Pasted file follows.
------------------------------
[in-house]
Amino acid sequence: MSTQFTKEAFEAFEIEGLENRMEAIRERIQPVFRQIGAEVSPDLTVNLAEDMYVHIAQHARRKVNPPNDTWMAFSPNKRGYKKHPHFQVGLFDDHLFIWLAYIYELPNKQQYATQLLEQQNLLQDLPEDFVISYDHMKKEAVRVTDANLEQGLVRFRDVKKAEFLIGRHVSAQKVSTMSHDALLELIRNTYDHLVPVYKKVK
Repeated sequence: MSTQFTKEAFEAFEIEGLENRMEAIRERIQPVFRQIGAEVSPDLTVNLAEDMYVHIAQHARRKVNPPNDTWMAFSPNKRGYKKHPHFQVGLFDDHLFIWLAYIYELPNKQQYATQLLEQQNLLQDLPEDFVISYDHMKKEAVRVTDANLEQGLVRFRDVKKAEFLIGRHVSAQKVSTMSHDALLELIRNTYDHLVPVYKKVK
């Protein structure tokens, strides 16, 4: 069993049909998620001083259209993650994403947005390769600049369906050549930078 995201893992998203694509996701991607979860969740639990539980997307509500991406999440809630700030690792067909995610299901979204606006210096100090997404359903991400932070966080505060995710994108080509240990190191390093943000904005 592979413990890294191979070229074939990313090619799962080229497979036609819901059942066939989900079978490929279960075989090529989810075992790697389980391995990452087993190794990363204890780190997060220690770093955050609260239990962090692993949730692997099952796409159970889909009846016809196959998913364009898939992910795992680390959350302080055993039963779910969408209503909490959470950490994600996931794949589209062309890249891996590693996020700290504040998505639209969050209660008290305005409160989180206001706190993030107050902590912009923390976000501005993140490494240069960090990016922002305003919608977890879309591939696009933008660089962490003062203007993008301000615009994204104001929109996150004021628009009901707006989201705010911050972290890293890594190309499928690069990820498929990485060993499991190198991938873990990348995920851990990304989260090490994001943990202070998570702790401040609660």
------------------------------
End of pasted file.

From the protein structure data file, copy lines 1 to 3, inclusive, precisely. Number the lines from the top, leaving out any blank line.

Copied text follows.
[in-house]
Amino acid sequence: MSTQFTKEAFEAFEIEGLENRMEAIRERIQPVFRQIGAEVSPDLTVNLAEDMYVHIAQHARRKVNPPNDTWMAFSPNKRGYKKHPHFQVGLFDDHLFIWLAYIYELPNKQQYATQLLEQQNLLQDLPEDFVISYDHMKKEAVRVTDANLEQGLVRFRDVKKAEFLIGRHVSAQKVSTMSHDALLELIRNTYDHLVPVYKKVK
Repeated sequence: MSTQFTKEAFEAFEIEGLENRMEAIRERIQPVFRQIGAEVSPDLTVNLAEDMYVHIAQHARRKVNPPNDTWMAFSPNKRGYKKHPHFQVGLFDDHLFIWLAYIYELPNKQQYATQLLEQQNLLQDLPEDFVISYDHMKKEAVRVTDANLEQGLVRFRDVKKAEFLIGRHVSAQKVSTMSHDALLELIRNTYDHLVPVYKKVK